that lives in trees? Yes, a few of them do on a regular basis, and these
include the Bufflehead, Wood Duck, Goldeneyes and Mergansers. These ducks
commonly nest in tree cavities, which makes them good candidates for
incapable of excavating a cavity to live in as a woodpecker might, so they
search for an existing hole... and a rather large one at that. Their
acceptable cavities are fewer than ever, making them quite dependent on
human benefactors. Young forests, and those without woodpeckers or
flickers, will not have cavities suitable for ducks.
The Wood Duck is
commonly found throughout the eastern half of the US and in the Northwest.
One of our most colorful waterfowl, the Wood Duck, has been a victim of
loss of habitat, causing serious nesting problems. The cutting of forests
and drainage of swamps, as well as hunting, left Wood Duck populations at
a seriously low level early in this century.
1930s and 1940's a conservation effort was begun. Hunting was stopped, and
nesting boxes were put up to enable the Wood Duck to recover. This effort
was highly successful, and today the population is once again
Duck, appropriately for its name, lives in woodland ponds and streams
bordered by forests. In these secluded areas, a canoeist may come upon one
swimming ahead of the canoe. If they are startled, they sound their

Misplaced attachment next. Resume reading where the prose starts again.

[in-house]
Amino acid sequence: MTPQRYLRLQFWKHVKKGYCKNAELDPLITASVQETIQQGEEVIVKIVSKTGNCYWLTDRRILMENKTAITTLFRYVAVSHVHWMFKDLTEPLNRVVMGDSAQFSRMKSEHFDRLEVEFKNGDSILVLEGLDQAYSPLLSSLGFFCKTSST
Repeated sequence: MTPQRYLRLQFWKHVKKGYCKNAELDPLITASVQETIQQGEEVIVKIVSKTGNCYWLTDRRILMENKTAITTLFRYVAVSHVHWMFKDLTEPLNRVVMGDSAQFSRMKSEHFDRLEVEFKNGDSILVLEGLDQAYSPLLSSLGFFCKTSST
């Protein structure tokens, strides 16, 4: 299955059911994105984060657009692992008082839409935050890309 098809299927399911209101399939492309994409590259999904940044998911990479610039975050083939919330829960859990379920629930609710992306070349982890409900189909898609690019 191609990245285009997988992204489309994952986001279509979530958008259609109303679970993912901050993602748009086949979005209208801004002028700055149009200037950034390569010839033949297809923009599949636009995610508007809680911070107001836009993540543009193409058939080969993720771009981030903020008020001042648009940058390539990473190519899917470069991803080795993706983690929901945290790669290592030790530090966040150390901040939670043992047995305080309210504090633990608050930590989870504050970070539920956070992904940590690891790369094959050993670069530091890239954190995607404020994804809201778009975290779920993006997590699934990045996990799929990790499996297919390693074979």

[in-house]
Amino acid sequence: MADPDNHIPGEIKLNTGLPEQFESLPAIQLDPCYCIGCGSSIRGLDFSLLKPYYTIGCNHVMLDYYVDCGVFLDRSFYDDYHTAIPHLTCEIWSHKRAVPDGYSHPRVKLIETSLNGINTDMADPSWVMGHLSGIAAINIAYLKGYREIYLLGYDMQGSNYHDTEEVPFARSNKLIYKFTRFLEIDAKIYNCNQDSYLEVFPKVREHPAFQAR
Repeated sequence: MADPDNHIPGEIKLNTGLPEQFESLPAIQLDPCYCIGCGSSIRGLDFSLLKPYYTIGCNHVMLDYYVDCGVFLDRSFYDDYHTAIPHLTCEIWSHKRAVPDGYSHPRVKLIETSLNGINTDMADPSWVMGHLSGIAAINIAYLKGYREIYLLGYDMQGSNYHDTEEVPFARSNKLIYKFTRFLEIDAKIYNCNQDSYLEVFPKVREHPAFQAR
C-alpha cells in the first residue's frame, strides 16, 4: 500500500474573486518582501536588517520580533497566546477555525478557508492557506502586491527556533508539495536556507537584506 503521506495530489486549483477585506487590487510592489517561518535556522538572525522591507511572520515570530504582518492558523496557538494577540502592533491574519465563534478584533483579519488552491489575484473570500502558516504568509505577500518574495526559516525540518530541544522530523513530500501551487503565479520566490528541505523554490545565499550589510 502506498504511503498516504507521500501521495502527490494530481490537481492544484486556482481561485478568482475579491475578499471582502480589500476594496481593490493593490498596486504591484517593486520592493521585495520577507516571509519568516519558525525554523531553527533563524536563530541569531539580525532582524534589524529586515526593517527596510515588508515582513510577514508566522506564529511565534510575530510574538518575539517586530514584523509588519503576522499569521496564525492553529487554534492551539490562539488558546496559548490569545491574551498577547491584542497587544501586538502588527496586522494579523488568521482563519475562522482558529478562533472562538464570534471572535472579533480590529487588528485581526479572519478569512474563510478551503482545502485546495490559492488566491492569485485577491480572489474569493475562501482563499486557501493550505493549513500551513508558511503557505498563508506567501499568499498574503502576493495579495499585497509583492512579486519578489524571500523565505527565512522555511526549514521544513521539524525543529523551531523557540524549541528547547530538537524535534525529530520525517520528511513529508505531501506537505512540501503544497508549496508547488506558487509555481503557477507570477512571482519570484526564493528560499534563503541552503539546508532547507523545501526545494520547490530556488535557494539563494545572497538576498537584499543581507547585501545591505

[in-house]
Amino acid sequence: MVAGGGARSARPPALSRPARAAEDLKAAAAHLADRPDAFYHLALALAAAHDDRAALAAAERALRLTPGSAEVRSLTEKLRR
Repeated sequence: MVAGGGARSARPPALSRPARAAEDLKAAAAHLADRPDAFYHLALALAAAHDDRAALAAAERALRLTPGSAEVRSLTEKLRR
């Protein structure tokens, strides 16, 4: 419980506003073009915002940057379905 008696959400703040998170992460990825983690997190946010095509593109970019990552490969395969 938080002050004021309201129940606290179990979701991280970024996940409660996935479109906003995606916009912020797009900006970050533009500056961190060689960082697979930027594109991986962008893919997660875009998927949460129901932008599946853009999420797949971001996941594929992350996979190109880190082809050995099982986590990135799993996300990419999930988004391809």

characteristic "oo-eek" whistle and disappear into the woods.
Duck breeds April through June. Its nest is made of wood chips lined with
feathers from the female's breast. She lays 11 to 14 eggs which incubate
27 to 30 days. The little hatchlings spend only a day in their nest. After
hatching in the nesting box, they hear their mother calling outside the
nest. They climb up the inside of the box and, while they can barely walk
and cannot fly, they jump out to mother waiting on the ground. They fall
through the air, sometimes as much as 60 feet to the water or after one
bounce follow their mother to the water, where she can better protect them
seems to never hurt them. And they are quite capable of feeding themselves
after this first day. Mother's only job is to protect them.
Duck does not bring nesting material to the boxes. They merely line them
with down and breast feathers.
The Common Merganser
has a black head and a mostly black back, with striking white body and
tail. The female is a grayish color with a rust-colored crested head. The
Hooded Merganser has a large white crest on its black head that is its
distinctive marking, white breast and belly, and grayish sides with two
white stripes. The female is brownish all over with darker wings and a
light rusty-brown crest.
lays 8 to 12 eggs which hatch in 28 to 33 days. The breeding period is
from April through June, and only one brood is raised each year. They
migrate south in winter.
The Hooded Merganser
can be found in the extreme Northwest US, as well as, in most states east
of the Missouri River. They are the smallest merganser and are seen mostly
in fall and winter along rivers and lakes. The Common Merganser is found
in every state on lakes and along wooded rivers and ponds. In winter they
may be seen on salt bays as well.